applying a liquid in contact with the semiconductor film thereby reducing the Cu which promotes crystallization;
irradiating a laser light onto the semiconductor film;
forming a first resist mask over a part of the semiconductor film;
doping an impurity element imparting n-type conductivity;
forming island semiconductor layers by patterning the semiconductor film;
forming a gate insulating film over the island semiconductor layers; and
forming a gate wiring over the island semiconductor layers.
26. A method according to claim 25 wherein the introduction of Cu is performed by spin coating of a liquid over the amorphous semiconductor film.
27. A method according to claim 25 wherein a liquid used for the introduction of Cu is an aqueous solution which includes 0.01 to 0.1% by weight of HCl and 1 to 1000 ppm by weight of CuCl2.
28. A method according to claim 25 wherein the semiconductor device is one selected from a group consisting of personal computer, video camera, mobile computer, goggle type display, player comprising a recording medium, digital camera, front type projector, rear type projector, portable telephone, electronic book and display.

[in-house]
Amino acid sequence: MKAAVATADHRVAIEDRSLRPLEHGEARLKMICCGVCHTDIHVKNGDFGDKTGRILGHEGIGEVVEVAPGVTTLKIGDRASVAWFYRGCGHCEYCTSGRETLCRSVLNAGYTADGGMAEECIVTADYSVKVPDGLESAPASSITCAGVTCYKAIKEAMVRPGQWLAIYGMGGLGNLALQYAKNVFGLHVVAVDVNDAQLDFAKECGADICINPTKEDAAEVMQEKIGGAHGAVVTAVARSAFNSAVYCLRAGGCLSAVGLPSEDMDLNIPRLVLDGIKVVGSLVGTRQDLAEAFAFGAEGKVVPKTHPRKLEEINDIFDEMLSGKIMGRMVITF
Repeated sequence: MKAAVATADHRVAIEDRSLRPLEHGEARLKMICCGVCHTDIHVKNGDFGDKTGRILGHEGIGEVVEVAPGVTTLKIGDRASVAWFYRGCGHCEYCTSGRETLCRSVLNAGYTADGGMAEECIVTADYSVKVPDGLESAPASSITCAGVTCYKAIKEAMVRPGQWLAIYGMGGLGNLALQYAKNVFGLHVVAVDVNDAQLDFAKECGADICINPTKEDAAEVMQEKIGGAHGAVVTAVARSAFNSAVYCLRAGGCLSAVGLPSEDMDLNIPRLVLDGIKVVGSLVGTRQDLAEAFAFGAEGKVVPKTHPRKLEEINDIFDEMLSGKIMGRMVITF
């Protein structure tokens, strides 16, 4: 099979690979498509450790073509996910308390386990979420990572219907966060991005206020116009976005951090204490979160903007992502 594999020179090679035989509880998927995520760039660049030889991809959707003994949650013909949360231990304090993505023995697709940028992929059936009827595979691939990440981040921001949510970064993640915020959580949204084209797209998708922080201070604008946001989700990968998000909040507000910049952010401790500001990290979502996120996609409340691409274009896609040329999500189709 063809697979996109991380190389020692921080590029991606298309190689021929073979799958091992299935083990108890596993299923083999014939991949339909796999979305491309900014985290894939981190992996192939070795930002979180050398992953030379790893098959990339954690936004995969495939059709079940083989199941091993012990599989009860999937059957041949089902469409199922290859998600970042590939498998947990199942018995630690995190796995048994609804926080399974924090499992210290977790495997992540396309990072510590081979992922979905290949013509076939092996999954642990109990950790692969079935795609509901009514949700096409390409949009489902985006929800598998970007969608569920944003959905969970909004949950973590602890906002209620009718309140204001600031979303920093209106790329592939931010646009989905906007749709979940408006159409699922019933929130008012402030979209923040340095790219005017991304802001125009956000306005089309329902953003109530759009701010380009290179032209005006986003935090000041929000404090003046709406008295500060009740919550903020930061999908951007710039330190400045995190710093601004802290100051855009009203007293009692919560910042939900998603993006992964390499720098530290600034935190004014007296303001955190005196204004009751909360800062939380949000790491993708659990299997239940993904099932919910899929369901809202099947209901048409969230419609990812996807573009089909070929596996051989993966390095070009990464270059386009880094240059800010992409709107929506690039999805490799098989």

29. A method for manufacturing a semiconductor device comprising an active matrix display comprising CMOS circuit and a pixel section comprising the steps of:
forming an amorphous semiconductor film comprising silicon over a substrate;
introducing Cu into the amorphous semiconductor film which promotes crystallization of the amorphous semiconductor film;
crystallizing the amorphous semiconductor film by heat treatment;
applying a liquid in contact with the semiconductor film thereby reducing the Cu which promotes crystallization;
forming island semiconductor layers by patterning the semiconductor film;
forming a first resist mask over a part of the island semiconductor layers;
doping an impurity element imparting n-type conductivity;
forming a gate insulating film over the island semiconductor layers;
forming a gate wiring over the island semiconductor layers;
doping an impurity element imparting n-type conductivity;
forming a second resist mask over a part of the island semiconductor layers;
doping an impurity element imparting n-type conductivity;
forming a third resist mask over a part of the island semiconductor layers; and
doping an impurity element imparting p-type conductivity.
30. A method according to claim 29 wherein the introduction of Cu is performed by spin coating of a liquid over the amorphous semiconductor film.
31. A method according to claim 29 wherein a liquid used for the introduction of Cu is an aqueous solution which includes 0.01 to 0.1% by weight of HCl and 1 to 1000 ppm by weight of CuCl2.
32. A method according to claim 29 wherein the semiconductor device is one selected from a group consisting of personal computer, video camera, mobile computer, goggle type display, player comprising a recording medium, digital camera, front type projector, rear type projector, portable telephone, electronic book and display.
Description
BACKGROUND OF THE INVENTION

1. Field of the Invention